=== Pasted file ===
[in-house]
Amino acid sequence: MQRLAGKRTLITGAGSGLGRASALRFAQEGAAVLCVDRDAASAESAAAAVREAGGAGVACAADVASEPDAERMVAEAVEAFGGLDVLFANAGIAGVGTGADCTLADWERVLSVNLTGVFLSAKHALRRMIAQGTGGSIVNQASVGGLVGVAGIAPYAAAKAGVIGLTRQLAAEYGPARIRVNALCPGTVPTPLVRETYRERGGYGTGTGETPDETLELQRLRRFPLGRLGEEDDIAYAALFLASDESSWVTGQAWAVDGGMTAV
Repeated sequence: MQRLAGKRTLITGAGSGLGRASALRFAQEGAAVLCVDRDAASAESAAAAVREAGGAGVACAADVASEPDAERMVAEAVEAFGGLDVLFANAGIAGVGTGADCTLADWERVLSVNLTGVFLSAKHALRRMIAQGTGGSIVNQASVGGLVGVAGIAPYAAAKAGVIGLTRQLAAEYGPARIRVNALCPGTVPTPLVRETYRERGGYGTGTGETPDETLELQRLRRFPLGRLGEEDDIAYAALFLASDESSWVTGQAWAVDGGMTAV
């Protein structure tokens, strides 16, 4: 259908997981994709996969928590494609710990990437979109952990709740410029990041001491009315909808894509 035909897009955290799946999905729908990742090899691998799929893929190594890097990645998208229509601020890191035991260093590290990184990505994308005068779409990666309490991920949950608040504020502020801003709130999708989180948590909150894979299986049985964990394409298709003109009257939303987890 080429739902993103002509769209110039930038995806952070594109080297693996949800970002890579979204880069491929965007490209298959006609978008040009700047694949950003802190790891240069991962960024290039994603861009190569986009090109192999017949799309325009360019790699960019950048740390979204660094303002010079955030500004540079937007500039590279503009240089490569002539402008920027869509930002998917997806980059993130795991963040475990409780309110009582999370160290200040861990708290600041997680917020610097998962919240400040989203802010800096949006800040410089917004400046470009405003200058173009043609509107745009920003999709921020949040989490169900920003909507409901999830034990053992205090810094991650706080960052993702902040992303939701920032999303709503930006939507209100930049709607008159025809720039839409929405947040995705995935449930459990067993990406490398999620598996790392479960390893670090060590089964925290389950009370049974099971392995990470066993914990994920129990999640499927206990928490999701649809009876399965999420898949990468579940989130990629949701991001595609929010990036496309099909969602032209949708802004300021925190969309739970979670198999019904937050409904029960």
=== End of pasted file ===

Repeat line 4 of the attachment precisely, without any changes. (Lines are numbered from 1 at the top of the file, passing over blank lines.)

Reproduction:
């Protein structure tokens, strides 16, 4: 259908997981994709996969928590494609710990990437979109952990709740410029990041001491009315909808894509 035909897009955290799946999905729908990742090899691998799929893929190594890097990645998208229509601020890191035991260093590290990184990505994308005068779409990666309490991920949950608040504020502020801003709130999708989180948590909150894979299986049985964990394409298709003109009257939303987890 080429739902993103002509769209110039930038995806952070594109080297693996949800970002890579979204880069491929965007490209298959006609978008040009700047694949950003802190790891240069991962960024290039994603861009190569986009090109192999017949799309325009360019790699960019950048740390979204660094303002010079955030500004540079937007500039590279503009240089490569002539402008920027869509930002998917997806980059993130795991963040475990409780309110009582999370160290200040861990708290600041997680917020610097998962919240400040989203802010800096949006800040410089917004400046470009405003200058173009043609509107745009920003999709921020949040989490169900920003909507409901999830034990053992205090810094991650706080960052993702902040992303939701920032999303709503930006939507209100930049709607008159025809720039839409929405947040995705995935449930459990067993990406490398999620598996790392479960390893670090060590089964925290389950009370049974099971392995990470066993914990994920129990999640499927206990928490999701649809009876399965999420898949990468579940989130990629949701991001595609929010990036496309099909969602032209949708802004300021925190969309739970979670198999019904937050409904029960």